This image was shot during a one day private workshop that my son David and I took with Michael Frye in early October 2010. I was shooting with my Canon 5D Mark II, David with my tiny Canon PowerShot S95. With Michael’s great help, we learned a whole lot about photography from some very special spots for shooting in Yosemite Valley. A great trip!
What makes great photographs? On Tuesday and Wednesday this week, I attended (Tuesday) and watched (Wednesday) the first Google+ Photographer’s Conference in San Francisco. It was a great event and I enjoyed it very much. Lots to absorb, much to learn.
Something that is fascinating to me about where we are now with photography is how much it’s about “living online”. On Wednesday, Trey Ratcliff spoke about what he’s been learning about sharing images online – and what seems to provoke more significant responses from the rest of us. I thought his list of photographic elements found in great photographs was useful.
He spoke about his most popular images having five elements: water, distance, trees, path, and weather.
For each element, he briefly reflected on how we, as humans, value each of them – which he believes influences our response to images that contain them:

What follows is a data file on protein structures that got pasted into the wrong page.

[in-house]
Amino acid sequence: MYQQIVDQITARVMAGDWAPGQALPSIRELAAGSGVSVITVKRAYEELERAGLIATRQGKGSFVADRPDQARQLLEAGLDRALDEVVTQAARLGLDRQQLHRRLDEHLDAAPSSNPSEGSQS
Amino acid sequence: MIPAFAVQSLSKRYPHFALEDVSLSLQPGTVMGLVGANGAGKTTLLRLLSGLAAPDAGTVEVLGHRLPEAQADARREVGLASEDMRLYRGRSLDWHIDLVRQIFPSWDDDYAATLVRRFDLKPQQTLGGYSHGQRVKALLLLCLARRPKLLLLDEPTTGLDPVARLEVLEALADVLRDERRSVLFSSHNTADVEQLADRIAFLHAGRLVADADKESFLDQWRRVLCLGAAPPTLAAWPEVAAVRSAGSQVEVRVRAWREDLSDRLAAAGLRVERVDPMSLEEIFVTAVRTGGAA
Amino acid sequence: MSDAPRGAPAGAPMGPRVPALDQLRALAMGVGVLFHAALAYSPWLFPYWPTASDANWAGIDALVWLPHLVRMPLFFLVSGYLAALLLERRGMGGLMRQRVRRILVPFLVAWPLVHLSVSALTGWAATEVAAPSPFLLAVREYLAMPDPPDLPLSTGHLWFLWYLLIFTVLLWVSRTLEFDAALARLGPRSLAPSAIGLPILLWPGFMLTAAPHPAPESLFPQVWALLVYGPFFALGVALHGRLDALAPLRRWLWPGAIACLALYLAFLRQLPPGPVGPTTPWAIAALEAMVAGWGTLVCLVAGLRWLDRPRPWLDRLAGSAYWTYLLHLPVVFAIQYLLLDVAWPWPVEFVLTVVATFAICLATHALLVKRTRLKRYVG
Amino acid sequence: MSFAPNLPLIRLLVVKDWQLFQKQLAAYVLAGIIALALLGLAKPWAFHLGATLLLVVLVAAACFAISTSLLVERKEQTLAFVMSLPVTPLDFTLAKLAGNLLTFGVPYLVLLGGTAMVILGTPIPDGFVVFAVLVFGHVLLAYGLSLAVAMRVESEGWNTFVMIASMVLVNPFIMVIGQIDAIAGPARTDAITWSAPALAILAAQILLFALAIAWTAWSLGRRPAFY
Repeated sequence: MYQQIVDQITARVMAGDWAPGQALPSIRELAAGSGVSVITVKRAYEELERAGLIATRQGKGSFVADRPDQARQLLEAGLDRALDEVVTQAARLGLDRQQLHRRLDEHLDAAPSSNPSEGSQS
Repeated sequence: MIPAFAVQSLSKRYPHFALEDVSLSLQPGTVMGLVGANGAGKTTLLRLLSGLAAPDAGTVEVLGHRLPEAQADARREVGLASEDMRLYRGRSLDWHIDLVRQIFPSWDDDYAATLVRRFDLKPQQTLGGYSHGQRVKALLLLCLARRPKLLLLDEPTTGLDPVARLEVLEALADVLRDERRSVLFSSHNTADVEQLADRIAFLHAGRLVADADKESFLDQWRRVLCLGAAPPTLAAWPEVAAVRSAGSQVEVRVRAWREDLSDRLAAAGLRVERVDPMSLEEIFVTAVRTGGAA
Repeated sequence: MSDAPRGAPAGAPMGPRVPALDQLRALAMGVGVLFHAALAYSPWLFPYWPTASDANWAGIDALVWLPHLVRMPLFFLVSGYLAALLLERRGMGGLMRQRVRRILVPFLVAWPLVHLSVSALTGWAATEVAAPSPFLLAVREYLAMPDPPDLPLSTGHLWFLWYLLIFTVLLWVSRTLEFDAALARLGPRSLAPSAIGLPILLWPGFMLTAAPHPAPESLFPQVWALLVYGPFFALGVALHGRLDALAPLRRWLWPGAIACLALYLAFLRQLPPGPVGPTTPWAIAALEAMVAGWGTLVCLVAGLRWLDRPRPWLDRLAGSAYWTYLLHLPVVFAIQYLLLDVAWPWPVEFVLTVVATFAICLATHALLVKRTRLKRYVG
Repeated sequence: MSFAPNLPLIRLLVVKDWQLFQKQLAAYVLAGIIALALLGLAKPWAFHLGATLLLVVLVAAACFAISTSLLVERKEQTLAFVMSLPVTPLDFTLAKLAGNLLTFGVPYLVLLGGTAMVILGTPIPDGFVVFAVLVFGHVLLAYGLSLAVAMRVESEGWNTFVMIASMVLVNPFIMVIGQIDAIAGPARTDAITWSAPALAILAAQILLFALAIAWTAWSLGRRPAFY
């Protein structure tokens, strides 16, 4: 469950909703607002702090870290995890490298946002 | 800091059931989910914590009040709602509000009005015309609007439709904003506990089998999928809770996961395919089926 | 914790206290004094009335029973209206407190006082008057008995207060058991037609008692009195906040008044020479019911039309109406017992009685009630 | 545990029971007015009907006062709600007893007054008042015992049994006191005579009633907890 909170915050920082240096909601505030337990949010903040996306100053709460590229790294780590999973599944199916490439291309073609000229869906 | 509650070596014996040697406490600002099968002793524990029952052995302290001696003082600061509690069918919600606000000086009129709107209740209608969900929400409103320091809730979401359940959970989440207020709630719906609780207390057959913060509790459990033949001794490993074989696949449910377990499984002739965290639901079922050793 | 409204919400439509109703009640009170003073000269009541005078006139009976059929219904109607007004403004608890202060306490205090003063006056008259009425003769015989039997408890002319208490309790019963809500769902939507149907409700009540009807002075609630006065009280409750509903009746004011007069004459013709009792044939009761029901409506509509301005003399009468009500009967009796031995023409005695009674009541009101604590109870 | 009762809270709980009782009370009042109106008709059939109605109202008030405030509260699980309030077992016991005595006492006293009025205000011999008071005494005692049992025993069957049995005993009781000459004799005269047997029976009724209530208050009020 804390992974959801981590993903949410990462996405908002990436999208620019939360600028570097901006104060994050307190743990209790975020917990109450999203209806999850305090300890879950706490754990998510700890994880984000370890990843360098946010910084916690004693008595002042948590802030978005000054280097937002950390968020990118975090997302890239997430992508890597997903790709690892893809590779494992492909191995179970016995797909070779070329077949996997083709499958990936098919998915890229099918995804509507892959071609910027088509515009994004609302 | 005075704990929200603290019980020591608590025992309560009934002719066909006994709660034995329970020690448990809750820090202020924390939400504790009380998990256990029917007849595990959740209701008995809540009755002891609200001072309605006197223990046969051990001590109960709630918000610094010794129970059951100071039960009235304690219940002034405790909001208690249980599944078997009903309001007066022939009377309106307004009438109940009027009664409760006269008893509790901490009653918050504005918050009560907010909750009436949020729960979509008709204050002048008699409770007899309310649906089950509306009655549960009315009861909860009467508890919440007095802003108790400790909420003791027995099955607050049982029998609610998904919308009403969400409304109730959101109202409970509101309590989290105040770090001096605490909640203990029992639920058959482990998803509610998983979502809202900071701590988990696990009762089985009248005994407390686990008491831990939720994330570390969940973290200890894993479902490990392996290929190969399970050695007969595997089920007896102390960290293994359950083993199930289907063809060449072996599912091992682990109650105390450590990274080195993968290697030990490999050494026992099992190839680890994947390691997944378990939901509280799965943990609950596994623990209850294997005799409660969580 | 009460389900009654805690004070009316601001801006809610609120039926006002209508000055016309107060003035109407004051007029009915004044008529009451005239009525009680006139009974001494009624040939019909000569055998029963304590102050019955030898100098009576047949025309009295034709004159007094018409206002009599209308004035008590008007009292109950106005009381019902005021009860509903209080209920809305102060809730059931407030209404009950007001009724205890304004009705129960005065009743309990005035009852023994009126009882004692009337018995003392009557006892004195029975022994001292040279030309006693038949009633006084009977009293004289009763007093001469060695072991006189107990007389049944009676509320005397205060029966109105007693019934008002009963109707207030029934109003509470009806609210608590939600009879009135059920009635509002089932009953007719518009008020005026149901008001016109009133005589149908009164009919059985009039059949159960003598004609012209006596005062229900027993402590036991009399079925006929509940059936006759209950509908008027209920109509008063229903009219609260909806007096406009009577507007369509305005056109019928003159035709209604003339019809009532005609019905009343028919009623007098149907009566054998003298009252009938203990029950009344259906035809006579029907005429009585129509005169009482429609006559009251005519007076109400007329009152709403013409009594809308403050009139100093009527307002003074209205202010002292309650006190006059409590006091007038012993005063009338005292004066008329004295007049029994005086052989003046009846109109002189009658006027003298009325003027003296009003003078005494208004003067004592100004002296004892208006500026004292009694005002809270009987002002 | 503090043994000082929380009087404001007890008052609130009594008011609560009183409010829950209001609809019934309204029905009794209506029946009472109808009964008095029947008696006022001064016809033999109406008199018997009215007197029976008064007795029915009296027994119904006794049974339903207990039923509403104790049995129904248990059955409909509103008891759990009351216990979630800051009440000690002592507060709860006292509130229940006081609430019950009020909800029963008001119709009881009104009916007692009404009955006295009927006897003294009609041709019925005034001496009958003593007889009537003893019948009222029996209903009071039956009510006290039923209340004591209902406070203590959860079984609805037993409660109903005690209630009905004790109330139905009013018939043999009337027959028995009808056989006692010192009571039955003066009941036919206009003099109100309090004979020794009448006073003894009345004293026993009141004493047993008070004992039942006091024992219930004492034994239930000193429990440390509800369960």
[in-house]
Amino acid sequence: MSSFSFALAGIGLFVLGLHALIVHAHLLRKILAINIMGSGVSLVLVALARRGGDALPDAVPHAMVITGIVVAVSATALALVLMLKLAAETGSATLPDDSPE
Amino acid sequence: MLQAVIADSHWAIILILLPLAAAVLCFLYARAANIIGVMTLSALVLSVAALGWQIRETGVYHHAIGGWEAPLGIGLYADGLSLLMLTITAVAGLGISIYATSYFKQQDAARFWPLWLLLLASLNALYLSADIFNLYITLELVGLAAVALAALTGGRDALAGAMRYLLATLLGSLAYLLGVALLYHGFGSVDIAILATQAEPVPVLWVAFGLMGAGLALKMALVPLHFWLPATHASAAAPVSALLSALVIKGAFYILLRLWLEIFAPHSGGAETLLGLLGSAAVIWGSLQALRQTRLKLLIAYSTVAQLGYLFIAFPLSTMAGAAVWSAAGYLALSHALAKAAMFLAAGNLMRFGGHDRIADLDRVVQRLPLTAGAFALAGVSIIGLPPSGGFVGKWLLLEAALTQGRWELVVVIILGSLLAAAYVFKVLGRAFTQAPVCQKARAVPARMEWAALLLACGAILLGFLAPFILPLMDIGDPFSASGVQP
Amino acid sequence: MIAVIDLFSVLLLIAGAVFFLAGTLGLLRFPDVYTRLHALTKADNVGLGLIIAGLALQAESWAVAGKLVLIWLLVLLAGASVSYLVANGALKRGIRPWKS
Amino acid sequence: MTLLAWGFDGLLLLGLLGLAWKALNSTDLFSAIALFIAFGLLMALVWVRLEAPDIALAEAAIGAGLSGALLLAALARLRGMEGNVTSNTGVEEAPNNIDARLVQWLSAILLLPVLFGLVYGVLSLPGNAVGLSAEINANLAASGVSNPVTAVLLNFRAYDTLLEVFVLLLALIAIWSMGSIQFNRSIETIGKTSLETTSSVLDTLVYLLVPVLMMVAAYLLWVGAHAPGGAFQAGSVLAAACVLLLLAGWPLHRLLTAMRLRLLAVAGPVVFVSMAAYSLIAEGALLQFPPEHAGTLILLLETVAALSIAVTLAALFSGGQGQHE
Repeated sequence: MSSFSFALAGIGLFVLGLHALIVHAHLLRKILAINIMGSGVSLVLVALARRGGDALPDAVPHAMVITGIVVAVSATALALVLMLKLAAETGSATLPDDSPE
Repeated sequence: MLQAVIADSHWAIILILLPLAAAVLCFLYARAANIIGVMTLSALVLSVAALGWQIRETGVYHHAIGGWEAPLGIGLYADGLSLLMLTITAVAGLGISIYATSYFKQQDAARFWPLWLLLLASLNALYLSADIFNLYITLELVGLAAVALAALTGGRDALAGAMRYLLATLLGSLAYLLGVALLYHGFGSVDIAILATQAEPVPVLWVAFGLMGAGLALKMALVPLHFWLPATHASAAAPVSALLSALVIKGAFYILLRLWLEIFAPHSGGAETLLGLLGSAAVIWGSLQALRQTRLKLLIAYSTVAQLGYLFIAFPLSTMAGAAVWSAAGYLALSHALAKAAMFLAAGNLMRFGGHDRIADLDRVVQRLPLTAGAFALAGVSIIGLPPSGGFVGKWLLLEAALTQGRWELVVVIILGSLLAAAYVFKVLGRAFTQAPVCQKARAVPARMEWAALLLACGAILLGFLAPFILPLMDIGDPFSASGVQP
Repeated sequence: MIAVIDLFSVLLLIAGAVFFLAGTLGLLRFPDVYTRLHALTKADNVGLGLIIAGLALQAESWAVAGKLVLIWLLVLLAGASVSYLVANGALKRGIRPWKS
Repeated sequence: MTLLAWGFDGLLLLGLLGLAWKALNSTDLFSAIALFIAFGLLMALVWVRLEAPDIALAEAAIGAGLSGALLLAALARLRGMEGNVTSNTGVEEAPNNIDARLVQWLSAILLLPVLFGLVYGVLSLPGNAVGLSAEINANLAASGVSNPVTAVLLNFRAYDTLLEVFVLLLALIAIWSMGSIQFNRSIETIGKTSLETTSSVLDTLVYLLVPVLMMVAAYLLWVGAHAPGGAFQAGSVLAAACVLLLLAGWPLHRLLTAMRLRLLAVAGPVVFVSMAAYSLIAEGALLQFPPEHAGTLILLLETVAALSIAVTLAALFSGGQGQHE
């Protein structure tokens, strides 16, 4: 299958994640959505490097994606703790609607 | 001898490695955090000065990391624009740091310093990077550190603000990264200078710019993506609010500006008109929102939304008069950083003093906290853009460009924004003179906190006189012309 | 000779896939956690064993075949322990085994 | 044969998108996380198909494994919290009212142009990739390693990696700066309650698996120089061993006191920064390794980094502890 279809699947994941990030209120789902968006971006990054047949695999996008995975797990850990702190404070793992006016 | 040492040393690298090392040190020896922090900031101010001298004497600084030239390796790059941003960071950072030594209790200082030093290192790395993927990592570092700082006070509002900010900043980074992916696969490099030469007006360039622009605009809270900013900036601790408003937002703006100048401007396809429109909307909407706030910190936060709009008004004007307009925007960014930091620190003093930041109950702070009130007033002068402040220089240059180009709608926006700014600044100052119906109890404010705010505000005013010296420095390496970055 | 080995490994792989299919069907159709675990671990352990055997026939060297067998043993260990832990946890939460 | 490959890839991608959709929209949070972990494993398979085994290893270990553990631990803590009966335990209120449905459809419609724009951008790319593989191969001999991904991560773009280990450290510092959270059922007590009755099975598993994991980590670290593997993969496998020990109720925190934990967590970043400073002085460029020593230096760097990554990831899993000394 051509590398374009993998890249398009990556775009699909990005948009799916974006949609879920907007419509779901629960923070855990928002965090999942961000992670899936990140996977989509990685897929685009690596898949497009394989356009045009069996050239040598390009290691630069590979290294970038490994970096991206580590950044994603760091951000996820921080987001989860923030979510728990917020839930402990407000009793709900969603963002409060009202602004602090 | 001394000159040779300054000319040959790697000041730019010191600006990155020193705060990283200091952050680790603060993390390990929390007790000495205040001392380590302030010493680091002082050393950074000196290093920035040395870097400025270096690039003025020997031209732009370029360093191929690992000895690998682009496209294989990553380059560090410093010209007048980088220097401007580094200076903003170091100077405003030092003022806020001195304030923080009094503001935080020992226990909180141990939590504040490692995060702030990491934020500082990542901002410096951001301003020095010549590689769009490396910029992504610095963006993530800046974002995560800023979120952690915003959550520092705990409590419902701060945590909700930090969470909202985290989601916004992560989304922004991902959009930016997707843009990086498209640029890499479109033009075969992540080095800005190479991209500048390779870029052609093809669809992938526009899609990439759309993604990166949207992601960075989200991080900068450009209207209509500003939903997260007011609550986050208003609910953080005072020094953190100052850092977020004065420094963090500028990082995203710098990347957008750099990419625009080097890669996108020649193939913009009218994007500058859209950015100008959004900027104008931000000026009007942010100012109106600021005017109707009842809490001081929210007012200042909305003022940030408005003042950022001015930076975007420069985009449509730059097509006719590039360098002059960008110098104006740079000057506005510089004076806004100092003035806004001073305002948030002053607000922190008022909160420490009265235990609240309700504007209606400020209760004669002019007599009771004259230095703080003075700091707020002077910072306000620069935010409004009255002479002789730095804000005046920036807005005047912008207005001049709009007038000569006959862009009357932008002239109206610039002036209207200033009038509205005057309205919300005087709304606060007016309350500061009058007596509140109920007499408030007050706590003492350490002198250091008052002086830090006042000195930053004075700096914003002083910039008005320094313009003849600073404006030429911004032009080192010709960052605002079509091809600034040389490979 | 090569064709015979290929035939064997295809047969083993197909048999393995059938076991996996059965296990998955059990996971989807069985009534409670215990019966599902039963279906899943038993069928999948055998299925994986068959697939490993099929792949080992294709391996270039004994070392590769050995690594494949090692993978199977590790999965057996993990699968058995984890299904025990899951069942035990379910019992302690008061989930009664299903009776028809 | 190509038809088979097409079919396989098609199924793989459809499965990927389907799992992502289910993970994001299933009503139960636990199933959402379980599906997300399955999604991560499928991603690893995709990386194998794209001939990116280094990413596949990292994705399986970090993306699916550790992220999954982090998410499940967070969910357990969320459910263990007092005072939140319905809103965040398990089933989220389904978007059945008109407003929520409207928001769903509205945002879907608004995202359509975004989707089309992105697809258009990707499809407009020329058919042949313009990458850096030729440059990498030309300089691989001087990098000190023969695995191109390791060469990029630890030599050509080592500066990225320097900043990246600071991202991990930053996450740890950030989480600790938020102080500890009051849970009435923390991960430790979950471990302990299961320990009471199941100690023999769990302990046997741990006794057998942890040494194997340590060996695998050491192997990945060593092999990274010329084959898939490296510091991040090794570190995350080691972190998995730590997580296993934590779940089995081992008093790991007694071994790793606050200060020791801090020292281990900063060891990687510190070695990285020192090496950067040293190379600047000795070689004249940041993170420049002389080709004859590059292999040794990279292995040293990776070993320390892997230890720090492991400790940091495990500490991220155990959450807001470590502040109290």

- Water, especially fresh water, being within walking distance
- Having trees – and shelter – nearby
- Wide open spaces with prairies and grass – space to separate us from predators and grains for food
- Some distance to see any weather coming
- And a path or road – some sign that there’s human habitation someplace nearby
A good list, I think. Lots of great photos exist without any of these elements – but when landscape photographs contain these elements (think Yosemite, Point Reyes, Point Lobos, etc. in my portfolio), they’re usually pretty strong images. The image above – while not having much of a path or road, contains most of these elements. It’s a shot of Three Brothers in Yosemite along the Merced River in October when the river flow is slow and the reflections are almost perfect.